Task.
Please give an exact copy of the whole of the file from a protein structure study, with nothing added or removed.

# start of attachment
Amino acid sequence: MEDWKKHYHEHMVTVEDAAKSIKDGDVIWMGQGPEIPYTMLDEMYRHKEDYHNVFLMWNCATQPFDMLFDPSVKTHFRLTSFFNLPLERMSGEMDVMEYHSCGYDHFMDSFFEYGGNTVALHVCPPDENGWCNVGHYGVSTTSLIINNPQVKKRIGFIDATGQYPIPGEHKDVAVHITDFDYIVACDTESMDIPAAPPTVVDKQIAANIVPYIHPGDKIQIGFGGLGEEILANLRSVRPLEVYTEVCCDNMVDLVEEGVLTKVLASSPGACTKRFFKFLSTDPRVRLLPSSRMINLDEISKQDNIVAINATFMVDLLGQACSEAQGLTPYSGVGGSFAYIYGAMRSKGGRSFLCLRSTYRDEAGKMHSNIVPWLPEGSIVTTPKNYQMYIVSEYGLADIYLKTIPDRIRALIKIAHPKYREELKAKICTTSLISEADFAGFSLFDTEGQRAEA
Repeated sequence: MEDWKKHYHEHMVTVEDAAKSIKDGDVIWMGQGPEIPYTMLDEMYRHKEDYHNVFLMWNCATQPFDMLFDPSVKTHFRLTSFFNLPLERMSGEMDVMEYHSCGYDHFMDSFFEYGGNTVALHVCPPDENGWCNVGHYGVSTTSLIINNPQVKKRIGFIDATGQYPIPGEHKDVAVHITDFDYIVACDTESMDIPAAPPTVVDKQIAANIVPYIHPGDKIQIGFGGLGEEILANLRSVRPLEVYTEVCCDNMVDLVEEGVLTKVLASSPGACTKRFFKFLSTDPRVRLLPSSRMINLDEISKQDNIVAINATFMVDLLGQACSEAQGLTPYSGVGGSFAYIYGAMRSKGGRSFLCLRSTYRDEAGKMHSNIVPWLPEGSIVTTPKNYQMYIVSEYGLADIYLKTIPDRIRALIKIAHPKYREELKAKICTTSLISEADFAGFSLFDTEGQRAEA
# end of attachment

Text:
Amino acid sequence: MEDWKKHYHEHMVTVEDAAKSIKDGDVIWMGQGPEIPYTMLDEMYRHKEDYHNVFLMWNCATQPFDMLFDPSVKTHFRLTSFFNLPLERMSGEMDVMEYHSCGYDHFMDSFFEYGGNTVALHVCPPDENGWCNVGHYGVSTTSLIINNPQVKKRIGFIDATGQYPIPGEHKDVAVHITDFDYIVACDTESMDIPAAPPTVVDKQIAANIVPYIHPGDKIQIGFGGLGEEILANLRSVRPLEVYTEVCCDNMVDLVEEGVLTKVLASSPGACTKRFFKFLSTDPRVRLLPSSRMINLDEISKQDNIVAINATFMVDLLGQACSEAQGLTPYSGVGGSFAYIYGAMRSKGGRSFLCLRSTYRDEAGKMHSNIVPWLPEGSIVTTPKNYQMYIVSEYGLADIYLKTIPDRIRALIKIAHPKYREELKAKICTTSLISEADFAGFSLFDTEGQRAEA
Repeated sequence: MEDWKKHYHEHMVTVEDAAKSIKDGDVIWMGQGPEIPYTMLDEMYRHKEDYHNVFLMWNCATQPFDMLFDPSVKTHFRLTSFFNLPLERMSGEMDVMEYHSCGYDHFMDSFFEYGGNTVALHVCPPDENGWCNVGHYGVSTTSLIINNPQVKKRIGFIDATGQYPIPGEHKDVAVHITDFDYIVACDTESMDIPAAPPTVVDKQIAANIVPYIHPGDKIQIGFGGLGEEILANLRSVRPLEVYTEVCCDNMVDLVEEGVLTKVLASSPGACTKRFFKFLSTDPRVRLLPSSRMINLDEISKQDNIVAINATFMVDLLGQACSEAQGLTPYSGVGGSFAYIYGAMRSKGGRSFLCLRSTYRDEAGKMHSNIVPWLPEGSIVTTPKNYQMYIVSEYGLADIYLKTIPDRIRALIKIAHPKYREELKAKICTTSLISEADFAGFSLFDTEGQRAEA